Learn More About a Disease
- Rotavirus enteritis
- Transmissible gastroenteritis (TGE)
- Edema disease
- Enteric colibacillosis
- Porcine circovirus associated diseases (PCVAD)
- Proliferative and hemorrhagic enteropathy (ileitis)
- Non-specific colitis associated with Brachyspira pilosicoli
- Swine dysentery
- Necrotic enteritis
- Porcine epidemic diarrhea (PED)
- Clostridium difficile enteritis
Generalized Infectious Conditions
Porcine epidemic diarrhea (PED)
Porcine Epidemic Diarrhea Virus (PEDV) is caused by a coronavirus; it affects pigs of any age and, in terms of clinical signs, resembles Transmissible Gastroenteritis (TGE) in many ways. This condition appeared in Europe thirty years ago but did not persist. A variant appeared in Asia after the year 2000, and it is this strain that was identified in the United States in the spring of 2013, then in Canada in early 2014.
Diarrhea is the only symptom directly related to the virus. The sudden appearance in a vulnerable herd is like Transmissible Gastroenteritis (TGE) and is characterized by watery diarrhea in pigs of any age. Contrary to TGE, the incubation period is longer (3 to 4 days). Older pigs are more lethargic and worn out. Sick pigs appear to have colic. It is also possible that no visible signs appear in older pigs.
The virus is mainly transmitted through infected pigs and contaminated intermediary objects (boots, transport trucks etc.). The number of viral particles produced is several times greater than for TGE. Particle transmission is thereby easily possible within a radius of several kilometers around the infected farm.
Diagnosis is made in newborns by direct immunofluorescence on frozen sections of the small intestine or colon. An ELISA test is best suited to older animals for detecting viral antibodies in feces and intestinal contents. PCR analysis with primers that differentiates between TGE coronavirus and PEDV is currently the most widely used test.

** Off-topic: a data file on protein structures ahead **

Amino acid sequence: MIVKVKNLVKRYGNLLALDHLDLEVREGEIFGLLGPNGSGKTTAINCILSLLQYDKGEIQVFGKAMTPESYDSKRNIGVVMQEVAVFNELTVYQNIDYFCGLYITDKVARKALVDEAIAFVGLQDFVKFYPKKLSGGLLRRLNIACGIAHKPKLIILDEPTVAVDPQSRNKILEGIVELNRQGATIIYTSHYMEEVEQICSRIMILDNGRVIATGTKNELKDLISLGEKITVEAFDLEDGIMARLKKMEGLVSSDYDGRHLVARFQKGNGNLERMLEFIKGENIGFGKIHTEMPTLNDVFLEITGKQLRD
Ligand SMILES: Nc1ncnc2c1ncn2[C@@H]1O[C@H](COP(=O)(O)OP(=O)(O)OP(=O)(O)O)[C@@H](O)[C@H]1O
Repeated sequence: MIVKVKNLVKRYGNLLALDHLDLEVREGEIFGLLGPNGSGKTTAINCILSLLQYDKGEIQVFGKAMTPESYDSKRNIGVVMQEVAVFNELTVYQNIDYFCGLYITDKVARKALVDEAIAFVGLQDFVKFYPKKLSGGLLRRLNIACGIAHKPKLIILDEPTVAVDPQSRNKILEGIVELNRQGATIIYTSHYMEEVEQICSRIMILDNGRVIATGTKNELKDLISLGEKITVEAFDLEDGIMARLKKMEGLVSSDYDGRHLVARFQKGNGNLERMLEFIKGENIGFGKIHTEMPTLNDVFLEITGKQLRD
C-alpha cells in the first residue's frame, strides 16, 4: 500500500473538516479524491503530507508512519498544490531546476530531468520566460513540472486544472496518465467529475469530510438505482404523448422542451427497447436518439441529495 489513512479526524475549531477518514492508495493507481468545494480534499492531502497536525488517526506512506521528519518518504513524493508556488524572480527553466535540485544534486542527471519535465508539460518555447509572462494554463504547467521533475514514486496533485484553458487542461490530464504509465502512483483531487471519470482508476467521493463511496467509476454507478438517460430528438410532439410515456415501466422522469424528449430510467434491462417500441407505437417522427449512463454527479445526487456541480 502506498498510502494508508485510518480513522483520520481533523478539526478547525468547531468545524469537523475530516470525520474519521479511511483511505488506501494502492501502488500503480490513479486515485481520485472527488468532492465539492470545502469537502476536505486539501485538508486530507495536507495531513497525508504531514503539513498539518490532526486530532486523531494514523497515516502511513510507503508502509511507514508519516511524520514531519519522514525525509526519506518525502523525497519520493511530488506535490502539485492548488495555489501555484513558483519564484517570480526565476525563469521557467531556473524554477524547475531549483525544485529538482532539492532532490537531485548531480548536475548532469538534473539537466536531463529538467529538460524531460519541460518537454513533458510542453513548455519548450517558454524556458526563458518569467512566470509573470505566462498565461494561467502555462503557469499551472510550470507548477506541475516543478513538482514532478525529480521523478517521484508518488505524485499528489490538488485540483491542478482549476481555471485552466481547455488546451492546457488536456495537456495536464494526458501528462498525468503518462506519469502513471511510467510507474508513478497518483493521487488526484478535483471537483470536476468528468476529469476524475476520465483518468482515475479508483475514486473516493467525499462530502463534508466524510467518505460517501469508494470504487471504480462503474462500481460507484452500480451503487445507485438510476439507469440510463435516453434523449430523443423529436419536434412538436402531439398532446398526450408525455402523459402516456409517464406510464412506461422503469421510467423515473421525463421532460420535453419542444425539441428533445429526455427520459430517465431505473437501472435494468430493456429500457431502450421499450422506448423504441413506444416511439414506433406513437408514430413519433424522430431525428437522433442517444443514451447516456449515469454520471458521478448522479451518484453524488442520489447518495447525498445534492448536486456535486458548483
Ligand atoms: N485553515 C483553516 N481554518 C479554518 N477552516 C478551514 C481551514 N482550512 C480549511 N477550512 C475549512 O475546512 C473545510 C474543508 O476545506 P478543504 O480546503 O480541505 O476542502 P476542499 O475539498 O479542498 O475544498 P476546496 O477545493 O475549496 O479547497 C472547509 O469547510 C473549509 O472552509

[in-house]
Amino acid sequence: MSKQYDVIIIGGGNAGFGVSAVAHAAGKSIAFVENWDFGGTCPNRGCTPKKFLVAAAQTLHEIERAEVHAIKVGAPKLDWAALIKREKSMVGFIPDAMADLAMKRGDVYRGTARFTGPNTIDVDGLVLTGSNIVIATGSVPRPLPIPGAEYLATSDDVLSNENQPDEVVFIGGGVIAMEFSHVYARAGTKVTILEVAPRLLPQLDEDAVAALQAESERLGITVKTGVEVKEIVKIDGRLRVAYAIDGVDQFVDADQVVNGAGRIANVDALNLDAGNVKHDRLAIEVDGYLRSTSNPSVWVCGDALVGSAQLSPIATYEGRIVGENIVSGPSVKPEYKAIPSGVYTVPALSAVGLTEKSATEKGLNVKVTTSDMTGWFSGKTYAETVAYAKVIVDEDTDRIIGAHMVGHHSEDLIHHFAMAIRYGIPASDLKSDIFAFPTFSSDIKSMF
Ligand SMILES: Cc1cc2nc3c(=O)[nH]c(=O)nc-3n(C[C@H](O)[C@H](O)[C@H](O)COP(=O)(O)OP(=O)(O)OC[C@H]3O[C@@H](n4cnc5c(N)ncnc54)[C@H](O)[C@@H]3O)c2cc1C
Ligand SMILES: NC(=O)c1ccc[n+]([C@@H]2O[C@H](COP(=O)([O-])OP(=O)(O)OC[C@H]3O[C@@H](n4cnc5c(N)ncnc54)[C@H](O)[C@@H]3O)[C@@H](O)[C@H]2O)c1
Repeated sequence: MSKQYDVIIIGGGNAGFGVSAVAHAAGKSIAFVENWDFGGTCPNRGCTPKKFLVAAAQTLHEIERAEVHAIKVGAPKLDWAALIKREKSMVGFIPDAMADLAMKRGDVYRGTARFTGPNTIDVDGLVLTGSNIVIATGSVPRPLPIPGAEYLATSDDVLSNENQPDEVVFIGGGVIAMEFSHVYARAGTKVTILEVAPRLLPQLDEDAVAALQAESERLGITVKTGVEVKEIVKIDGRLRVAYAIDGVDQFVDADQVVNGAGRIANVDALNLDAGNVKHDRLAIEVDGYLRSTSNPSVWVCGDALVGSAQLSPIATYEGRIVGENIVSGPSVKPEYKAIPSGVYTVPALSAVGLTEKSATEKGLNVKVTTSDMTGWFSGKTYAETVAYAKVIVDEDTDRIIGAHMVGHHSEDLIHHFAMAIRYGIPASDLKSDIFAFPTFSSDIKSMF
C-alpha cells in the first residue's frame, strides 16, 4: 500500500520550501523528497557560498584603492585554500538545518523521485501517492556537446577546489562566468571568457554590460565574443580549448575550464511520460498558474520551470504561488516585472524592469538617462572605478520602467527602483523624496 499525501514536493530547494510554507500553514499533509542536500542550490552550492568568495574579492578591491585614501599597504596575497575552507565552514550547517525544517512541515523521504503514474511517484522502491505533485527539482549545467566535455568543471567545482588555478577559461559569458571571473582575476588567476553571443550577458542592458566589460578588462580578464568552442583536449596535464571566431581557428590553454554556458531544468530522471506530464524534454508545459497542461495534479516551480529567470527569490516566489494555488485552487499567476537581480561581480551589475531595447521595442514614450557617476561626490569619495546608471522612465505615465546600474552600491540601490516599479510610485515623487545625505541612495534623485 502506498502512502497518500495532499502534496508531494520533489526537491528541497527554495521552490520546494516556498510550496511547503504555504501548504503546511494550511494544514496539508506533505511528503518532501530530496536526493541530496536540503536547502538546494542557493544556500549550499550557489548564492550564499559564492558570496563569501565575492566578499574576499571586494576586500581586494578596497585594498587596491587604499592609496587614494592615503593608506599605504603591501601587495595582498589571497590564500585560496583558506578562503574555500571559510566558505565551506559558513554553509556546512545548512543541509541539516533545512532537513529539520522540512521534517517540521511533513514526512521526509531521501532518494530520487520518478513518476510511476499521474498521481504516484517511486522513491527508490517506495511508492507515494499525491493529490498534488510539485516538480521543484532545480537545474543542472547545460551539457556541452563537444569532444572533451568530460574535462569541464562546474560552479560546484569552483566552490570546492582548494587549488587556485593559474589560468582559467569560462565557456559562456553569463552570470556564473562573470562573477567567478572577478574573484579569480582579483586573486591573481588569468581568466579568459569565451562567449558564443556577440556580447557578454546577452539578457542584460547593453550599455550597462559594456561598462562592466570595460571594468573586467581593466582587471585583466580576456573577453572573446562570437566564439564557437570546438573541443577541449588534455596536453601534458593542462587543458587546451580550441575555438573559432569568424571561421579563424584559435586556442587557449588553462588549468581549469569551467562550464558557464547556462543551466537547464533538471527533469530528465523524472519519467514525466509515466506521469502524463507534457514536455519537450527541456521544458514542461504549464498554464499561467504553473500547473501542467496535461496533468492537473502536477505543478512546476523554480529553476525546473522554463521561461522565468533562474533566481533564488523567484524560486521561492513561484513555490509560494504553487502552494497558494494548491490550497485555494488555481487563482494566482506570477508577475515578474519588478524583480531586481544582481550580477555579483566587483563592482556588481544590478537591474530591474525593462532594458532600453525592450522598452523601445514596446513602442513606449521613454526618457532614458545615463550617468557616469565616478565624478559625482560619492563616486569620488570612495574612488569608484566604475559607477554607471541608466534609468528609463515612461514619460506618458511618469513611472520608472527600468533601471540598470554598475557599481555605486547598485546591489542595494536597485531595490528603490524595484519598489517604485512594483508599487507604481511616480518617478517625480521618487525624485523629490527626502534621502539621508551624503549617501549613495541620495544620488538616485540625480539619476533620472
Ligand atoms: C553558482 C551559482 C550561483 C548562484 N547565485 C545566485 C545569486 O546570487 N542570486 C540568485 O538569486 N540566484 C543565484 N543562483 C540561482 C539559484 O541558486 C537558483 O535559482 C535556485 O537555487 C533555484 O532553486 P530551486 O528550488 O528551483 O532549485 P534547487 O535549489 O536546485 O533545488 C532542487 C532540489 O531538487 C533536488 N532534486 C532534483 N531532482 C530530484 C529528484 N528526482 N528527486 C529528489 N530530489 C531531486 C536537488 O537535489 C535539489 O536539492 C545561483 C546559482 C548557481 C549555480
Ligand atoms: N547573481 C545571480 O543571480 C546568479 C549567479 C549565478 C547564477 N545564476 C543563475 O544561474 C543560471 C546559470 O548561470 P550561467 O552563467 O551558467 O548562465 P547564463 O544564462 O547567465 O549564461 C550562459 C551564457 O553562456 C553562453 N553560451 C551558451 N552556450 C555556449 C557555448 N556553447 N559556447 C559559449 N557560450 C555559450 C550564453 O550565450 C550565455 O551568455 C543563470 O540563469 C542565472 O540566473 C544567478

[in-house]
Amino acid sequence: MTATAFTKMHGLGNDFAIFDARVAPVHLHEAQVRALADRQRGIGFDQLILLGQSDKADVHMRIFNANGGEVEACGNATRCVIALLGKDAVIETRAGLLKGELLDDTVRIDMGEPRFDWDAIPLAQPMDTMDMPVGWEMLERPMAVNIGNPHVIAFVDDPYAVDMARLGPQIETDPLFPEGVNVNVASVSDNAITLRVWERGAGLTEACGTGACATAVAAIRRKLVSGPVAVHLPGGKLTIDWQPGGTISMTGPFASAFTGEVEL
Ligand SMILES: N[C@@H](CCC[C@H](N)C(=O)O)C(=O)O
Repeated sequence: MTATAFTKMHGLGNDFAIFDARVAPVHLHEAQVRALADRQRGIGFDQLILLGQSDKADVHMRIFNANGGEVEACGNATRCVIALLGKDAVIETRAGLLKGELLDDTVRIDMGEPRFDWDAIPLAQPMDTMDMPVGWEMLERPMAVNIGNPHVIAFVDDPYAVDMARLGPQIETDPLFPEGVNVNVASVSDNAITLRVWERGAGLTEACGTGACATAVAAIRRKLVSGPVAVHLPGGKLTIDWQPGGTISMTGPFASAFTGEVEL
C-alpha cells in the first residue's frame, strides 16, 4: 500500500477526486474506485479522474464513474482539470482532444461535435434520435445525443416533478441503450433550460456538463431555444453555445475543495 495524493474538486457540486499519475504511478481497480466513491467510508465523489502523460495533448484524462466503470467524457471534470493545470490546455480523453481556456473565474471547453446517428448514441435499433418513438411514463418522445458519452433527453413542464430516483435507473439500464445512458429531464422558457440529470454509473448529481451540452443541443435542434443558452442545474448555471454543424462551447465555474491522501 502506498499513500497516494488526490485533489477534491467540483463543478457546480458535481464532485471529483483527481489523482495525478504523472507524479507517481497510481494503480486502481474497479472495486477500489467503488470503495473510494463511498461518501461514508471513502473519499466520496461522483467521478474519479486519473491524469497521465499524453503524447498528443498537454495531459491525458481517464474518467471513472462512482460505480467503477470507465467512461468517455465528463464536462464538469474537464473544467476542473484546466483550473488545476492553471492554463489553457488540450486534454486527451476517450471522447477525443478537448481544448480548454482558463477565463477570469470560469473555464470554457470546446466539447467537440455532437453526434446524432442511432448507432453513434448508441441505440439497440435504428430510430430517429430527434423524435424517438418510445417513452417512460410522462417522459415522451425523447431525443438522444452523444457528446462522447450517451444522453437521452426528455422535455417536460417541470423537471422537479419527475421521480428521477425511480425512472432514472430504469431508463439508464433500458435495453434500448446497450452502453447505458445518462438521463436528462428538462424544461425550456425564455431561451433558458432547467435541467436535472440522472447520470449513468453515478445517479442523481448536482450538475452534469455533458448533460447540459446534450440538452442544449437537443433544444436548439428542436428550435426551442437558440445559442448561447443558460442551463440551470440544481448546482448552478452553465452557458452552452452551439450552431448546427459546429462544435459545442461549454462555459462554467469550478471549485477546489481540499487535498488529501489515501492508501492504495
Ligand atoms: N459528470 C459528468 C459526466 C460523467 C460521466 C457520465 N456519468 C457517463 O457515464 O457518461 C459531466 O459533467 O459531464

No specific treatment is available. Actions taken during an epidemic are general. Pigs with diarrhea must have easy access to water. Two vaccines given to sows (to transfer antibodies through colostrum and milk to piglets) are currently available in the United States and will soon be available in Canada. Protection seems incomplete. Actions such as exposing breeding stock to the live wild virus produces protection, but recontaminations are noted.
Your veterinary doctor is the best source of recommendations that are truly suited to your farm.
Prevention is entirely based on biosecurity measures that relate to animal transportation, truck cleaning and controlling the contamination of unloading platforms. Contaminated Canadian farms have generally opted to eliminate the virus from their farm.
1 Merck Veterinary Manual, Third Edition